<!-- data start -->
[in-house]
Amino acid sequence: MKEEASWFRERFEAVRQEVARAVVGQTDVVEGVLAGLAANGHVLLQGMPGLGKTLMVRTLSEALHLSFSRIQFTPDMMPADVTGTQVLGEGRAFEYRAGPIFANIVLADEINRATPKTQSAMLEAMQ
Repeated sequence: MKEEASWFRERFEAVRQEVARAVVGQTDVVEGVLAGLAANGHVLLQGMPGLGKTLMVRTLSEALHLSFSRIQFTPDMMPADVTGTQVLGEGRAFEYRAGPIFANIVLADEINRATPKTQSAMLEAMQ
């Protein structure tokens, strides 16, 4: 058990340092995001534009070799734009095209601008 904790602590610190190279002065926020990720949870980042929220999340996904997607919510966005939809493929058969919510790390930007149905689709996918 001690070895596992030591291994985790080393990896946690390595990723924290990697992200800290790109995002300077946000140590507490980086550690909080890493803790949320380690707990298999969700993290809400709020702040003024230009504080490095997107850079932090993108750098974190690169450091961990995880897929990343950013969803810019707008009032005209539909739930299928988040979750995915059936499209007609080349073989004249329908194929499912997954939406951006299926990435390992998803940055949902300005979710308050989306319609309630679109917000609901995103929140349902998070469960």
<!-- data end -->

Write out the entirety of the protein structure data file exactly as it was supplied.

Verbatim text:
[in-house]
Amino acid sequence: MKEEASWFRERFEAVRQEVARAVVGQTDVVEGVLAGLAANGHVLLQGMPGLGKTLMVRTLSEALHLSFSRIQFTPDMMPADVTGTQVLGEGRAFEYRAGPIFANIVLADEINRATPKTQSAMLEAMQ
Repeated sequence: MKEEASWFRERFEAVRQEVARAVVGQTDVVEGVLAGLAANGHVLLQGMPGLGKTLMVRTLSEALHLSFSRIQFTPDMMPADVTGTQVLGEGRAFEYRAGPIFANIVLADEINRATPKTQSAMLEAMQ
């Protein structure tokens, strides 16, 4: 058990340092995001534009070799734009095209601008 904790602590610190190279002065926020990720949870980042929220999340996904997607919510966005939809493929058969919510790390930007149905689709996918 001690070895596992030591291994985790080393990896946690390595990723924290990697992200800290790109995002300077946000140590507490980086550690909080890493803790949320380690707990298999969700993290809400709020702040003024230009504080490095997107850079932090993108750098974190690169450091961990995880897929990343950013969803810019707008009032005209539909739930299928988040979750995915059936499209007609080349073989004249329908194929499912997954939406951006299926990435390992998803940055949902300005979710308050989306319609309630679109917000609901995103929140349902998070469960």